It appears that when Apple ships iOS 9.1, iPhone users will have access to a key symbol of human communication. In a beta posted yesterday, Apple greatly expanded the number of supported emoji, including multiple new hand gestures. Of course, there’s one gesture that all have been waiting for, and it looks like we’ll be getting it at long last.
Most people find it quite easy to fully extend their thumbs and index fingers while the rest of their fingers remain curled in—that’s why the thumb’s up and pointing emoji don’t strike me as unrealistic. But try independently extending your middle finger as far out as your pointer finger can go—chances are you can’t do it.
The keyboard itself feels pretty good, given how thin it is and how little movement there is when you press a key. I was able to type a few sample paragraphs without much trouble.
You can ask your friends and family for advice, but for an unbiased opinion from someone outside of your circle, try asking on Flotsm instead. This new app lets you get answers to the difficult questions as well as the lighthearted ones, anonymously.
Over the last several years both Microsoft and Adobe have altered their business models away from packaged software towards subscription pricing; while their users may have grumbled, they also had no choice given their dependence on the two software giants’ products. And, it’s that new model that justifies the expense of developing iPad apps and explains why it is Apple’s old nemeses who are doing by far the most interesting work on the iPad. Unfortunately, this isn’t a model that is readily replicable for the sort of development shops that Apple needs to invest significant time and resources in creating must-have iPad apps: what customer is going to sign up for a recurring payment for an app that doesn’t even have a service component and that the customer hasn’t even tried?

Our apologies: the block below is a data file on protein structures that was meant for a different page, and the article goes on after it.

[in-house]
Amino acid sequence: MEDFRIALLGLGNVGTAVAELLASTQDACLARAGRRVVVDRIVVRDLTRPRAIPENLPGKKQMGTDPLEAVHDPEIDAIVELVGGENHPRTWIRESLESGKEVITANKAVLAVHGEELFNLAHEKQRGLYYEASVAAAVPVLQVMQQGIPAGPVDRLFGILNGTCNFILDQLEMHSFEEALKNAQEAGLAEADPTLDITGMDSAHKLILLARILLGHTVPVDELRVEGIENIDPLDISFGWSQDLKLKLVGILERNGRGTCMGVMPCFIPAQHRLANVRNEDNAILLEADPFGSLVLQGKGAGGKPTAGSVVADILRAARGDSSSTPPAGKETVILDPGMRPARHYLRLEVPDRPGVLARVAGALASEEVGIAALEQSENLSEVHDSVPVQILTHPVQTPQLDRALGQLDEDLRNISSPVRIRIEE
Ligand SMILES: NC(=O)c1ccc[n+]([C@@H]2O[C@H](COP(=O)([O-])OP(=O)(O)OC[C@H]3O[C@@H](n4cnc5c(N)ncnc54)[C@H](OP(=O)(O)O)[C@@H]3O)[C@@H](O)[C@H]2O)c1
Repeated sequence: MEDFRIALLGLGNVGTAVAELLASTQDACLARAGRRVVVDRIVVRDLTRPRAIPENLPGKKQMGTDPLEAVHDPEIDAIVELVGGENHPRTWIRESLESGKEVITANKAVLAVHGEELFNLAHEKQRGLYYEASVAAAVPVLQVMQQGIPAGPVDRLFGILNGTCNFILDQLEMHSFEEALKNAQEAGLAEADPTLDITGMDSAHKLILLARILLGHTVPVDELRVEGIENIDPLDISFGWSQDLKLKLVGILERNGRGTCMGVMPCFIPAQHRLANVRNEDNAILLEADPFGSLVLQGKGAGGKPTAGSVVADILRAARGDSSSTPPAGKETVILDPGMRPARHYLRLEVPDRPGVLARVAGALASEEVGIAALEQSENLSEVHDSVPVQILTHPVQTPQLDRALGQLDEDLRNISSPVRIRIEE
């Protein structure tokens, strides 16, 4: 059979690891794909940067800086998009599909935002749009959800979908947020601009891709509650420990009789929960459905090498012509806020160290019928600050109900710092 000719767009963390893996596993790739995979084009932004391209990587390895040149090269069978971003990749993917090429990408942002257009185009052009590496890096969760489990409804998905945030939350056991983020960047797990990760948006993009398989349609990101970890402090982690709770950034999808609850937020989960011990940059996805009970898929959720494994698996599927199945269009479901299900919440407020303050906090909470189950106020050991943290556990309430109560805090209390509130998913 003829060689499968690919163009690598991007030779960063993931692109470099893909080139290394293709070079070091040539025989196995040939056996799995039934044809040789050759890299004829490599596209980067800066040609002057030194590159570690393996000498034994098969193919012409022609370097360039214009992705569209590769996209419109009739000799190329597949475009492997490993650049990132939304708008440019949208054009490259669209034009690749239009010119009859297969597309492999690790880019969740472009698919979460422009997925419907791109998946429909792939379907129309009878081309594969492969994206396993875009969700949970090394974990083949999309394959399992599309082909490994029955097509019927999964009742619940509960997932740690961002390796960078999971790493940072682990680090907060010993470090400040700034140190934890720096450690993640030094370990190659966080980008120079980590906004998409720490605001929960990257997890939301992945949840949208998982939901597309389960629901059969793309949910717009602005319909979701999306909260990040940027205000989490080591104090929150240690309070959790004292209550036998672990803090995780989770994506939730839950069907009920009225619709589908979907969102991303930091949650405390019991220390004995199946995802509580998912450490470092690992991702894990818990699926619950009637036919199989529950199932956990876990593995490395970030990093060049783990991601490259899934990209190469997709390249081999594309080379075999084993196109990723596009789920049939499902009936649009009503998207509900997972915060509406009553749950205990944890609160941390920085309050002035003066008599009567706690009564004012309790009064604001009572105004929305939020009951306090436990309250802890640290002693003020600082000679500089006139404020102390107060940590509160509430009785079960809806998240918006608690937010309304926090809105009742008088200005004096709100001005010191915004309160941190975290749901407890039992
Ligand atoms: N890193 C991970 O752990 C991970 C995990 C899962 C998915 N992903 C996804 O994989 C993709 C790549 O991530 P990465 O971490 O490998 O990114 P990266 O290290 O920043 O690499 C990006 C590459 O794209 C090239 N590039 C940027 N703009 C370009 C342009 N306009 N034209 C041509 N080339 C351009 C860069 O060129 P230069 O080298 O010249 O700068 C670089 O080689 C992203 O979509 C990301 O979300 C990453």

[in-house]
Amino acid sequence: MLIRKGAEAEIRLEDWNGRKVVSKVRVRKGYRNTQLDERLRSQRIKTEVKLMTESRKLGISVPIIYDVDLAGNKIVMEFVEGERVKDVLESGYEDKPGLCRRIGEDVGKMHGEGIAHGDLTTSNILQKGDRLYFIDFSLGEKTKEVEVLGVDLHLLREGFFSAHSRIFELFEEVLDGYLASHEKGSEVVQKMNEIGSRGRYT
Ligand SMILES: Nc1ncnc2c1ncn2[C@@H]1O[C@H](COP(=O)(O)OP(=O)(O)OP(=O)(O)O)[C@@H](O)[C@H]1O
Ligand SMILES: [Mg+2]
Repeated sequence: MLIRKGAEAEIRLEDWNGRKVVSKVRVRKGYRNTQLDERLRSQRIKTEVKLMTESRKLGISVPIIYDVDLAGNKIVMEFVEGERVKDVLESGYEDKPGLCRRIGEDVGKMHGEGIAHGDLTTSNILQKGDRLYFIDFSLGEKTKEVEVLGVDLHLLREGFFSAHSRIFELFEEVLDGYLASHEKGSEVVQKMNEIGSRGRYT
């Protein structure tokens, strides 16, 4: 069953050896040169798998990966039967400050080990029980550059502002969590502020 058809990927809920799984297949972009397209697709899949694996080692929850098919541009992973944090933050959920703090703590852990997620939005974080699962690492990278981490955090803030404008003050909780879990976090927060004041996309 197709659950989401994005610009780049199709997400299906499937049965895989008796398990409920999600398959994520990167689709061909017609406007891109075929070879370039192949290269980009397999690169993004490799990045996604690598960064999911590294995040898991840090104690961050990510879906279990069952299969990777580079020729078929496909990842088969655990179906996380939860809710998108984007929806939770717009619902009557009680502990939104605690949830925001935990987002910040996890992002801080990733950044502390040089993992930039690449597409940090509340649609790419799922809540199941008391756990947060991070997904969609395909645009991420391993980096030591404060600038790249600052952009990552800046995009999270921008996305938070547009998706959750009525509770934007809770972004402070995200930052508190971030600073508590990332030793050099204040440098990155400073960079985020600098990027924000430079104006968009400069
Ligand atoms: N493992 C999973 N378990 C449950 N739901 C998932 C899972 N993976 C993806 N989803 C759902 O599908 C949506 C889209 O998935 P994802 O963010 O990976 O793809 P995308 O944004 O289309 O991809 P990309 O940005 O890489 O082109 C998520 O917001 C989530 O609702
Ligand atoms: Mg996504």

Right now, it'll probably take someone who's a bit more committed to going all in — iOS has its limitations, and you'll want to know how to get around them — but Apple seems to be setting the iPad Pro up as a tablet that could one day replace your laptop (yes, that's the Surface's slogan). My guess is that day isn't here yet for most people, but Apple just took its first real step toward it.
For years, U.S. wireless carriers have been trying to exit the business of subsidizing phones. Now Apple’s latest move may be too much of a good thing—and could force carriers to lower plan prices even further.
The lack of a browser on the Apple Watch and Apple TV isn't exactly shocking — neither the wrist nor the television screen provides an ideal browsing environment — but the failure to include them is a bit remarkable nonetheless.
This near term benefit will surely help their balance sheet in their next earnings call but comes at the cost of the day-to-day experience of some of their customers.
Scientists at several universities told me they now have evidence, to the likely delight of far-flung grandparents everywhere, that infants can also tell the difference between, say, a broadcast of Mister Rogers and a video call with their actual grandfather. The ability to discern between video broadcast and video-based chat from infancy, which researchers have only recently confirmed, could have a profound effect on our understanding of how the human brain develops—and specifically, how technologies can play a role in shaping abstract concepts early on.
When do we get Xcode for iPad Pro?— John Gruber (@gruber) September 10, 2015
Thanks for reading.